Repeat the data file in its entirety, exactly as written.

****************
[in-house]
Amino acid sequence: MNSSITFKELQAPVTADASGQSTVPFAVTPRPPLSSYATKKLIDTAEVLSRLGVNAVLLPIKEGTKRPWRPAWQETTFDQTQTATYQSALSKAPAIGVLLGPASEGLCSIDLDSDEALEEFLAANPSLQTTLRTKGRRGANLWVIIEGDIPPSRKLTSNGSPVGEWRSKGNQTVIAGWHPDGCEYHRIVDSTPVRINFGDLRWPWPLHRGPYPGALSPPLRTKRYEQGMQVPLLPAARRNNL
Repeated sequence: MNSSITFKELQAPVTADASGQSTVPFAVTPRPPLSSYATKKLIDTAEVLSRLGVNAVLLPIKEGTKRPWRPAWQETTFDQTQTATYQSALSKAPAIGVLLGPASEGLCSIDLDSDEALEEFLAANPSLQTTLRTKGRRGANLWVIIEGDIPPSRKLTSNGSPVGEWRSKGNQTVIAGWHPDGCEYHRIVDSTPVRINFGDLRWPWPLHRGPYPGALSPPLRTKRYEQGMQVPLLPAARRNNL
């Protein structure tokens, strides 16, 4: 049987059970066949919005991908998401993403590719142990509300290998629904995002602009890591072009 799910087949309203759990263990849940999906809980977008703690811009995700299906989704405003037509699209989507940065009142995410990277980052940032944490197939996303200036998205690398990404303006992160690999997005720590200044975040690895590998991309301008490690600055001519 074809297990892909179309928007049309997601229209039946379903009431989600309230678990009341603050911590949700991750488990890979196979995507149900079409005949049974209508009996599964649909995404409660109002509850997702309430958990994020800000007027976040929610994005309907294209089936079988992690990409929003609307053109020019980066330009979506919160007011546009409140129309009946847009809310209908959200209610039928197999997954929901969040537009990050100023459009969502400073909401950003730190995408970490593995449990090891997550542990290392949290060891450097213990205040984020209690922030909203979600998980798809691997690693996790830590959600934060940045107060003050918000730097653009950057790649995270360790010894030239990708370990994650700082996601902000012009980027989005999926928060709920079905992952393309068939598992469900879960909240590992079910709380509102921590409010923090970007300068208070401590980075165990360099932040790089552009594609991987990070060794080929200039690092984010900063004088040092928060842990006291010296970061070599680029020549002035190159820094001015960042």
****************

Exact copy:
[in-house]
Amino acid sequence: MNSSITFKELQAPVTADASGQSTVPFAVTPRPPLSSYATKKLIDTAEVLSRLGVNAVLLPIKEGTKRPWRPAWQETTFDQTQTATYQSALSKAPAIGVLLGPASEGLCSIDLDSDEALEEFLAANPSLQTTLRTKGRRGANLWVIIEGDIPPSRKLTSNGSPVGEWRSKGNQTVIAGWHPDGCEYHRIVDSTPVRINFGDLRWPWPLHRGPYPGALSPPLRTKRYEQGMQVPLLPAARRNNL
Repeated sequence: MNSSITFKELQAPVTADASGQSTVPFAVTPRPPLSSYATKKLIDTAEVLSRLGVNAVLLPIKEGTKRPWRPAWQETTFDQTQTATYQSALSKAPAIGVLLGPASEGLCSIDLDSDEALEEFLAANPSLQTTLRTKGRRGANLWVIIEGDIPPSRKLTSNGSPVGEWRSKGNQTVIAGWHPDGCEYHRIVDSTPVRINFGDLRWPWPLHRGPYPGALSPPLRTKRYEQGMQVPLLPAARRNNL
């Protein structure tokens, strides 16, 4: 049987059970066949919005991908998401993403590719142990509300290998629904995002602009890591072009 799910087949309203759990263990849940999906809980977008703690811009995700299906989704405003037509699209989507940065009142995410990277980052940032944490197939996303200036998205690398990404303006992160690999997005720590200044975040690895590998991309301008490690600055001519 074809297990892909179309928007049309997601229209039946379903009431989600309230678990009341603050911590949700991750488990890979196979995507149900079409005949049974209508009996599964649909995404409660109002509850997702309430958990994020800000007027976040929610994005309907294209089936079988992690990409929003609307053109020019980066330009979506919160007011546009409140129309009946847009809310209908959200209610039928197999997954929901969040537009990050100023459009969502400073909401950003730190995408970490593995449990090891997550542990290392949290060891450097213990205040984020209690922030909203979600998980798809691997690693996790830590959600934060940045107060003050918000730097653009950057790649995270360790010894030239990708370990994650700082996601902000012009980027989005999926928060709920079905992952393309068939598992469900879960909240590992079910709380509102921590409010923090970007300068208070401590980075165990360099932040790089552009594609991987990070060794080929200039690092984010900063004088040092928060842990006291010296970061070599680029020549002035190159820094001015960042």